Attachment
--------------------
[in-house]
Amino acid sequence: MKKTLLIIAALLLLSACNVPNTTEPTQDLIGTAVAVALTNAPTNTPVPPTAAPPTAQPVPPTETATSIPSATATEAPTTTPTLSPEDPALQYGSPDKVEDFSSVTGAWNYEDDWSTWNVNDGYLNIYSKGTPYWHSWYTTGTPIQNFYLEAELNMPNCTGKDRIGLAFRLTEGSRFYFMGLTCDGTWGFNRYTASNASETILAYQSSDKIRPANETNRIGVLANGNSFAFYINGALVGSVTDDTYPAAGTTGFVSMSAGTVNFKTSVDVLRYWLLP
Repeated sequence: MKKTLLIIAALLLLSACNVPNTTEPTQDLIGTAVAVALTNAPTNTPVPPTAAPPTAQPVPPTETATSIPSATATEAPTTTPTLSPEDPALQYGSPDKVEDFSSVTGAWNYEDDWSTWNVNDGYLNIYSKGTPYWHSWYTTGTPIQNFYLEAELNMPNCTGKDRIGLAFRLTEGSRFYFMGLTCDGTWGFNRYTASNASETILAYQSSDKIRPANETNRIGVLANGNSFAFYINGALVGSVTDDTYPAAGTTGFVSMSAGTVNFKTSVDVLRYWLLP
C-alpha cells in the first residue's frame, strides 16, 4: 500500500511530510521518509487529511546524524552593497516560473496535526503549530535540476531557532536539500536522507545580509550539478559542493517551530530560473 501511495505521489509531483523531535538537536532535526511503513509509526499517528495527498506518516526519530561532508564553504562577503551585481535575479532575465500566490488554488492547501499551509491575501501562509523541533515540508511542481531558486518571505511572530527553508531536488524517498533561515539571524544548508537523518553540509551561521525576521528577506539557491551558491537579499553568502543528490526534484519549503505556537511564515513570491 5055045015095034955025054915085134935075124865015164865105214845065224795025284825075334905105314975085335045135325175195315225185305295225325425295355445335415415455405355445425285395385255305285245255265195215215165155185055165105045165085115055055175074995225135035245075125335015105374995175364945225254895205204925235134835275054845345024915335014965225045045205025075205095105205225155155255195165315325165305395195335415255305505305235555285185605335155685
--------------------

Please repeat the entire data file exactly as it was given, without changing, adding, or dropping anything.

[in-house]
Amino acid sequence: MKKTLLIIAALLLLSACNVPNTTEPTQDLIGTAVAVALTNAPTNTPVPPTAAPPTAQPVPPTETATSIPSATATEAPTTTPTLSPEDPALQYGSPDKVEDFSSVTGAWNYEDDWSTWNVNDGYLNIYSKGTPYWHSWYTTGTPIQNFYLEAELNMPNCTGKDRIGLAFRLTEGSRFYFMGLTCDGTWGFNRYTASNASETILAYQSSDKIRPANETNRIGVLANGNSFAFYINGALVGSVTDDTYPAAGTTGFVSMSAGTVNFKTSVDVLRYWLLP
Repeated sequence: MKKTLLIIAALLLLSACNVPNTTEPTQDLIGTAVAVALTNAPTNTPVPPTAAPPTAQPVPPTETATSIPSATATEAPTTTPTLSPEDPALQYGSPDKVEDFSSVTGAWNYEDDWSTWNVNDGYLNIYSKGTPYWHSWYTTGTPIQNFYLEAELNMPNCTGKDRIGLAFRLTEGSRFYFMGLTCDGTWGFNRYTASNASETILAYQSSDKIRPANETNRIGVLANGNSFAFYINGALVGSVTDDTYPAAGTTGFVSMSAGTVNFKTSVDVLRYWLLP
C-alpha cells in the first residue's frame, strides 16, 4: 500500500511530510521518509487529511546524524552593497516560473496535526503549530535540476531557532536539500536522507545580509550539478559542493517551530530560473 501511495505521489509531483523531535538537536532535526511503513509509526499517528495527498506518516526519530561532508564553504562577503551585481535575479532575465500566490488554488492547501499551509491575501501562509523541533515540508511542481531558486518571505511572530527553508531536488524517498533561515539571524544548508537523518553540509551561521525576521528577506539557491551558491537579499553568502543528490526534484519549503505556537511564515513570491 5055045015095034955025054915085134935075124865015164865105214845065224795025284825075334905105314975085335045135325175195315225185305295225325425295355445335415415455405355445425285395385255305285245255265195215215165155185055165105045165085115055055175074995225135035245075125335015105374995175364945225254895205204925235134835275054845345024915335014965225045045205025075205095105205225155155255195165315325165305395195335415255305505305235555285185605335155685